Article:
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Ellyse Perry’s Trick For Handling Pressure
As years go, 2017 wasn’t a bad one for cricketer Ellyse Perry. She scored a record-breaking, history-making double century in the comp for the Women’s Ashes (which Oz retained – yew!), and was crowned ICC Women’s Cricketer of the Year with the inaugural Rachael Heyhoe Flint Award.
But speaking to Perry, a Priceline Sister, it’s clear this girl is all about the team first and foremost, whether she’s playing for her country, state (NSW) or in the Women’s Big Bash League with the Sydney Sixers.
We sat down with the nation’s golden girl (who has repped the country in cricket and soccer, eventually going full-time with the bat ‘n ball) to talk about the female-sport revolution, keeping nerves in check and the Aussie legend who left her star-struck.
What was your 2017 highlight?
Just the whole year in terms of what happened to women in sport across the board, and the incredible development. I think 2017 was the biggest year for women in sport yet. Oh, and the Ashes series was quite special! Playing in Australia on our home soil, and the amount of people that tuned into our matches – it broke all kinds of records for the sport (Ed’s note: 12,674 attended the first-ever women’s day-night test at North Sydney Oval, while 200,000 tuned in live online!). And then to have success and return the Ashes was great.
What are the most memorable matches?
The ones where you have some wonderful team success. So a couple of the World Cup finals that I’ve played in and we’ve won, and also big Ashes series that we’ve won, are really the standouts. I think you always remember those moments, when you win the match and it’s quite euphoric. You’re celebrating with everyone in the team, the players and support staff… it’s this unbelievable sensation and experience.
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How do you handle pressure and nerves?
I’m pretty low-key and quite a quiet person, not someone who needs to get really pumped up. I like to write stuff down – my thoughts or goals for a match, or the key things that I need to do well. And then I just sit and chill and maybe listen to some music. The reason we play elite sport is for the challenge and the really important moments and testing yourself in that environment, so I guess you kind of look forward to it as well. I sort of like the pressure.
What are your childhood sport memories?
I think my childhood was very similar to a lot of Aussie kids. I played a lot in the backyard with my family, and did all kinds of things, whether that was cricket, soccer, tennis, rugby… I had a go at everything. When I went to primary school, a lot of my friends were boys and they started joining their local clubs to play sport, and I just followed suit. I’ve been very fortunate to have wonderfully supportive parents who were keen to take my brother and I around to anywhere we wanted to play. Most of my fondest memories of playing sport are from when I was a kid.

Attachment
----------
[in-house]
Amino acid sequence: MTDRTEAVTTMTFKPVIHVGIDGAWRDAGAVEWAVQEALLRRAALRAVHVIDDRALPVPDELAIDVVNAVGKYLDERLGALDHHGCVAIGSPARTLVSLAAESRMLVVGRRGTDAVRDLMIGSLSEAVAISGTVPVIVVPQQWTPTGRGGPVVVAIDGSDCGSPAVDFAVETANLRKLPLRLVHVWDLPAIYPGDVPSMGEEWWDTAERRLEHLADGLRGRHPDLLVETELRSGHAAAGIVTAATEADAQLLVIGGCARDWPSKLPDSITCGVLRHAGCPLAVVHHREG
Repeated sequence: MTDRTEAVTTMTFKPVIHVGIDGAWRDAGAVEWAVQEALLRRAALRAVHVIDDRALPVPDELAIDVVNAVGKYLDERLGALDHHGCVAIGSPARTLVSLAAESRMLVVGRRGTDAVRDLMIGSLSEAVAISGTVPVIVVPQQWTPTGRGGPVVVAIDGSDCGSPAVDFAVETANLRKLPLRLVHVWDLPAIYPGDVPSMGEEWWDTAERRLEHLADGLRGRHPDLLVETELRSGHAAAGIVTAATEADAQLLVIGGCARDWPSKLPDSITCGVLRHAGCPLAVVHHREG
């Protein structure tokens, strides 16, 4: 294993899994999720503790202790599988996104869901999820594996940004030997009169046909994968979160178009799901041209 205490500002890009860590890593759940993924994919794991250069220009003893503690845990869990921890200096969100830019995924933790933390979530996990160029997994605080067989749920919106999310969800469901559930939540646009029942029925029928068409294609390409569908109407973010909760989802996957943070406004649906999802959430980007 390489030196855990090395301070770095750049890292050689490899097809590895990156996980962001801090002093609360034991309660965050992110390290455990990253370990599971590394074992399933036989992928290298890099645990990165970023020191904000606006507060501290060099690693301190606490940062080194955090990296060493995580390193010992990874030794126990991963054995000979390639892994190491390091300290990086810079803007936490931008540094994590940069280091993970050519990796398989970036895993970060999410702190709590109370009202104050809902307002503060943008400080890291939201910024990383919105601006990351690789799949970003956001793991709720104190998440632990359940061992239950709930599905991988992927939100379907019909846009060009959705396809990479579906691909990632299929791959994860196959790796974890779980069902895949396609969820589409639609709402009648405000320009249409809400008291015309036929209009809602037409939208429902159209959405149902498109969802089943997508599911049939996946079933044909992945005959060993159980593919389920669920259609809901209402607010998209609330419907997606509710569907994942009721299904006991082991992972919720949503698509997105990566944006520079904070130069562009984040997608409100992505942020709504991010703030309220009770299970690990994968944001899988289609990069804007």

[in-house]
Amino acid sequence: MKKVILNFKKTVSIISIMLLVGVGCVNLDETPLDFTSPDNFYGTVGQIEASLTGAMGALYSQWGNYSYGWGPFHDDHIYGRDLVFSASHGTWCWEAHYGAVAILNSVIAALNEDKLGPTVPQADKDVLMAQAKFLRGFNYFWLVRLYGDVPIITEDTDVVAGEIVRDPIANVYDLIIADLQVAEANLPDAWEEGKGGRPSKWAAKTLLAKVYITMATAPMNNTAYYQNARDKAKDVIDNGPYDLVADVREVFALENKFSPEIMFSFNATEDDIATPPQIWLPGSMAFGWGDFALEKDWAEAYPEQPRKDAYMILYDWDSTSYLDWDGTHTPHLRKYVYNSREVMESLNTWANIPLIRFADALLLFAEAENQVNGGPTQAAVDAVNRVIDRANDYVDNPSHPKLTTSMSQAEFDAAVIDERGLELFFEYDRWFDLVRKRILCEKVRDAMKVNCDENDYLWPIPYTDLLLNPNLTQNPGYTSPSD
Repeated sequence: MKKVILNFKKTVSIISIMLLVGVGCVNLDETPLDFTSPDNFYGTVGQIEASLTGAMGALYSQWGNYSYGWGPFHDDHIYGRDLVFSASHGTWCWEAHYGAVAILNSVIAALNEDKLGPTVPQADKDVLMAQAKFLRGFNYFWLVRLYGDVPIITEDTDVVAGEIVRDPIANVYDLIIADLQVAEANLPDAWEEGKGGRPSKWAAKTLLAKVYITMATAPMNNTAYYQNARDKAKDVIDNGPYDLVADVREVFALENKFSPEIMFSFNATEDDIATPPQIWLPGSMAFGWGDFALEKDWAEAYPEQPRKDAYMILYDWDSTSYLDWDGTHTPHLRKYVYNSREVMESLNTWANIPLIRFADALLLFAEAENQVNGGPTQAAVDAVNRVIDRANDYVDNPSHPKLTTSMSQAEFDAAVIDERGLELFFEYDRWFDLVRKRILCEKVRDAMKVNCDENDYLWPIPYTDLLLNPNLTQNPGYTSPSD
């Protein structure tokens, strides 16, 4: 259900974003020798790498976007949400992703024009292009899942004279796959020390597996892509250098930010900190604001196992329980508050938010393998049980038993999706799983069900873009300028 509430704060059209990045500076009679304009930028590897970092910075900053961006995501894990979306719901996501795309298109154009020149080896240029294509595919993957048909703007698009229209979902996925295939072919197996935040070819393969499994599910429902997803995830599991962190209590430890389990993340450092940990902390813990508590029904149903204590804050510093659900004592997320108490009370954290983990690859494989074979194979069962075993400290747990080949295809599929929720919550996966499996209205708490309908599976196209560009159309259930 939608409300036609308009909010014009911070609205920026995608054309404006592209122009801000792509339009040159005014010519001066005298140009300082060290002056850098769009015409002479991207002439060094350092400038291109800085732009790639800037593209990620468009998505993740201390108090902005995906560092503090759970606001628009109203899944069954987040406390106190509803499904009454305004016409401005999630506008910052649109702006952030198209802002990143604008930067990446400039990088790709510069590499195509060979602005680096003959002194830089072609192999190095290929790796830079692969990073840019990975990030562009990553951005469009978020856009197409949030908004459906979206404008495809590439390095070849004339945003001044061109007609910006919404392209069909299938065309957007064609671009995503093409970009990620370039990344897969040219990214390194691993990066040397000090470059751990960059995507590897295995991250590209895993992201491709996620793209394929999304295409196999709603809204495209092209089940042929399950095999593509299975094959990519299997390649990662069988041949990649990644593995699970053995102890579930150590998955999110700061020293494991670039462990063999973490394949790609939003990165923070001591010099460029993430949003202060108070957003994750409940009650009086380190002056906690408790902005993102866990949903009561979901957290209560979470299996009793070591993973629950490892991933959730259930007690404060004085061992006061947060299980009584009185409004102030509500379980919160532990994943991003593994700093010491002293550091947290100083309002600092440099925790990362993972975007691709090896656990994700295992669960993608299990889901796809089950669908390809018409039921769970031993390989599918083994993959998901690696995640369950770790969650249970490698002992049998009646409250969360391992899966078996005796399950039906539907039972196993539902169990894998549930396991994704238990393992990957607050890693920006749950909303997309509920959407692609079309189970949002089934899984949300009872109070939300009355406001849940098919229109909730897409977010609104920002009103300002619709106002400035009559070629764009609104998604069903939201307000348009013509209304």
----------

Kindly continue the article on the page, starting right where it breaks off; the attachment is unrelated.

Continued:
How do you see the future of women in sport?
The sky’s the limit at the moment. There’s an incredible amount of investment and interest in growing sport, from organisations like Cricket Australia, FFA, AFL – all those major codes have really recognised the importance of women’s involvement in sport. And then you look at the influences from great companies like Priceline, who are really keen to partner with those organisations to make sure girls get more opportunities to play. With that kind of investment and care, plus a growing interest from the public and media in the way sport’s covered… There are so many great opportunities and possibilities for women in sport going forward.
Who inspires you?
I loved watching Susie O’Neill swim when I was growing up. I think she’s really incredible and just an ambassador for women in general. I love the way that she competed – she’s incredibly talented but also really gritty and determined and always stayed level-headed. It was a huge dream when I got to meet her the Women’s Health Women in Sport Awards – I was really star-struck, but she’s so down-to-earth. I’m also inspired by my mum. She’s one of my greatest confidantes.
How do you spend your downtime?
I always love being outside, so whether that’s going for a walk or to the beach or catching up with friends, I always try to base it around being outdoors. I spend time with family and friends, and also visit cafes – it’s sort of a hobby of mine! It’s really nice to be around home, when you travel so much for your career.
How do you exercise aside from training?
I really enjoy going for a run. I go to the gym quite a lot, and if I’m with friends, [we’ll] kick the football down at the park. I haven’t played a lot of soccer lately, just because with the development in women’s sport, cricket is like a full-time profession now. But I still very much enjoy kicking a soccer ball around.
Finally, tell us something surprising about you.
I like parking cars! I always enjoy when we’re on tour and get those eight-seater vans. I normally drive and it’s quite fun trying to fit them into tight spaces.
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